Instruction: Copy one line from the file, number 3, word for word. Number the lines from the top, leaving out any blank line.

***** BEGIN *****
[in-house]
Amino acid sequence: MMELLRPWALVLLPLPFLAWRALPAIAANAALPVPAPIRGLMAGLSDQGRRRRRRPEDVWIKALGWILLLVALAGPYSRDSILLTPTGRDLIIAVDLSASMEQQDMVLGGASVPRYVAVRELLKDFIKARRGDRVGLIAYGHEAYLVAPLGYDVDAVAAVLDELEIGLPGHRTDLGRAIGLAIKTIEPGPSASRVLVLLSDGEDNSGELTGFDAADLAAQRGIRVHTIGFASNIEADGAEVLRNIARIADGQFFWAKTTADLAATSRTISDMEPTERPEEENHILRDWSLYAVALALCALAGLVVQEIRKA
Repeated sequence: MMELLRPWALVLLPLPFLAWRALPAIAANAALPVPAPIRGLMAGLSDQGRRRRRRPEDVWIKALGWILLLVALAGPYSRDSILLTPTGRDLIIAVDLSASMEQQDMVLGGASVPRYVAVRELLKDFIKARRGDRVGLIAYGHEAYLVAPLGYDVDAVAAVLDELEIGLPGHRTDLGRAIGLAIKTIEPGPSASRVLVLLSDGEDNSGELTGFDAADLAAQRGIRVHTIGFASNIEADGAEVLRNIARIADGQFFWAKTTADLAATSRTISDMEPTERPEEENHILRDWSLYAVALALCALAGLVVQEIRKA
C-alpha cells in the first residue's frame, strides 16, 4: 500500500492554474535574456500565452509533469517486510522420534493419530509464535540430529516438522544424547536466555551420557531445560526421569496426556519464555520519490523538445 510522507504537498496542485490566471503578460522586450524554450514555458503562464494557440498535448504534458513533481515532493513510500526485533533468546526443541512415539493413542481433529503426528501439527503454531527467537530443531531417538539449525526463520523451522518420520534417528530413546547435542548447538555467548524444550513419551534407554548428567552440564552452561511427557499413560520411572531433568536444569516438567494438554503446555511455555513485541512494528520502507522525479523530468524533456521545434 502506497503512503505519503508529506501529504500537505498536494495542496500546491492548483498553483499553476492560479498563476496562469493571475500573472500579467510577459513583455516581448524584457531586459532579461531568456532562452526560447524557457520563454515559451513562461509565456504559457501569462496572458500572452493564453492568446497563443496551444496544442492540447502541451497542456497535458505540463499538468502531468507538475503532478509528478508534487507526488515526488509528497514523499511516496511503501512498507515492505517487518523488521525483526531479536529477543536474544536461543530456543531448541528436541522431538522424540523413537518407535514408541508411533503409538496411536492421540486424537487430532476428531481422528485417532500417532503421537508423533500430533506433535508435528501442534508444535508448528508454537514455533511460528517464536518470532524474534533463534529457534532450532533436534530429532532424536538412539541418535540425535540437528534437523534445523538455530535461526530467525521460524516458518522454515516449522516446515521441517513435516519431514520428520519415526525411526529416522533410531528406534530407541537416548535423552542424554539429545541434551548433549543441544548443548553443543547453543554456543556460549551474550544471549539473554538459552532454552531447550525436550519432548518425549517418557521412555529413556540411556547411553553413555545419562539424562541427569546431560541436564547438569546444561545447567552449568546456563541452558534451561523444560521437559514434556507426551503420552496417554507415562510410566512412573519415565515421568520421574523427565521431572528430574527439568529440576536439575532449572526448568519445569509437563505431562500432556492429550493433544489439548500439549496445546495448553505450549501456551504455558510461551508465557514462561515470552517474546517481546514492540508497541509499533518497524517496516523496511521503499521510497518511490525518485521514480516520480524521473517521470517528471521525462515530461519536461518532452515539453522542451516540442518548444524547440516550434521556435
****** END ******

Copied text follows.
Repeated sequence: MMELLRPWALVLLPLPFLAWRALPAIAANAALPVPAPIRGLMAGLSDQGRRRRRRPEDVWIKALGWILLLVALAGPYSRDSILLTPTGRDLIIAVDLSASMEQQDMVLGGASVPRYVAVRELLKDFIKARRGDRVGLIAYGHEAYLVAPLGYDVDAVAAVLDELEIGLPGHRTDLGRAIGLAIKTIEPGPSASRVLVLLSDGEDNSGELTGFDAADLAAQRGIRVHTIGFASNIEADGAEVLRNIARIADGQFFWAKTTADLAATSRTISDMEPTERPEEENHILRDWSLYAVALALCALAGLVVQEIRKA